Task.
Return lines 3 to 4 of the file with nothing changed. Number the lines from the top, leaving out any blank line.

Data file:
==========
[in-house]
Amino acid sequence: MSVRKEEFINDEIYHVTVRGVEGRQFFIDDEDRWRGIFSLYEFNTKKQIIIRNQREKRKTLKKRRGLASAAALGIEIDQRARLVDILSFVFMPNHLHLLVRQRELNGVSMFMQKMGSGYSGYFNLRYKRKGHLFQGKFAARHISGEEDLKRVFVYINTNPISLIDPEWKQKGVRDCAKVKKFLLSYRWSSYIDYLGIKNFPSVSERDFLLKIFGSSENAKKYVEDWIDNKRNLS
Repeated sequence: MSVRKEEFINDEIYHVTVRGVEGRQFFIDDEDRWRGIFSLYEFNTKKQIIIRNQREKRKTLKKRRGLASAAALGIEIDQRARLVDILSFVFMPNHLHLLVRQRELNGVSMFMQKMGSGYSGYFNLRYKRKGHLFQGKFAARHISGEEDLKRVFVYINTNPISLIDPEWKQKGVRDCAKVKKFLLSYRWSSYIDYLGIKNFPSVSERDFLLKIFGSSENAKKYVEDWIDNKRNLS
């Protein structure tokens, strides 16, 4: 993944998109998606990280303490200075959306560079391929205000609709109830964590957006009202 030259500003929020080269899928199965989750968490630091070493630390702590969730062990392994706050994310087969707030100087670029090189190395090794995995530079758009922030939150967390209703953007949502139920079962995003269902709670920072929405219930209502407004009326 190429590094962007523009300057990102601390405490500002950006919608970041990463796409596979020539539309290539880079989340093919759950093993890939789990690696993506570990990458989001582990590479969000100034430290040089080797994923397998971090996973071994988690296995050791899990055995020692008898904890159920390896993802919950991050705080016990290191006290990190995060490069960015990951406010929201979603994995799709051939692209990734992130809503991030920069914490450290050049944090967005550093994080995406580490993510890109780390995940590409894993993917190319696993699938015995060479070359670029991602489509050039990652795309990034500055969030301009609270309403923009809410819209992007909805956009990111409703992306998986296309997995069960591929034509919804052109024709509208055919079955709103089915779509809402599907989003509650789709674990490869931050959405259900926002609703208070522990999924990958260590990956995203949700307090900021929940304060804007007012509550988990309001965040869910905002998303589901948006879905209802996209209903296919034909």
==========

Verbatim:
Repeated sequence: MSVRKEEFINDEIYHVTVRGVEGRQFFIDDEDRWRGIFSLYEFNTKKQIIIRNQREKRKTLKKRRGLASAAALGIEIDQRARLVDILSFVFMPNHLHLLVRQRELNGVSMFMQKMGSGYSGYFNLRYKRKGHLFQGKFAARHISGEEDLKRVFVYINTNPISLIDPEWKQKGVRDCAKVKKFLLSYRWSSYIDYLGIKNFPSVSERDFLLKIFGSSENAKKYVEDWIDNKRNLS
């Protein structure tokens, strides 16, 4: 993944998109998606990280303490200075959306560079391929205000609709109830964590957006009202 030259500003929020080269899928199965989750968490630091070493630390702590969730062990392994706050994310087969707030100087670029090189190395090794995995530079758009922030939150967390209703953007949502139920079962995003269902709670920072929405219930209502407004009326 190429590094962007523009300057990102601390405490500002950006919608970041990463796409596979020539539309290539880079989340093919759950093993890939789990690696993506570990990458989001582990590479969000100034430290040089080797994923397998971090996973071994988690296995050791899990055995020692008898904890159920390896993802919950991050705080016990290191006290990190995060490069960015990951406010929201979603994995799709051939692209990734992130809503991030920069914490450290050049944090967005550093994080995406580490993510890109780390995940590409894993993917190319696993699938015995060479070359670029991602489509050039990652795309990034500055969030301009609270309403923009809410819209992007909805956009990111409703992306998986296309997995069960591929034509919804052109024709509208055919079955709103089915779509809402599907989003509650789709674990490869931050959405259900926002609703208070522990999924990958260590990956995203949700307090900021929940304060804007007012509550988990309001965040869910905002998303589901948006879905209802996209209903296919034909």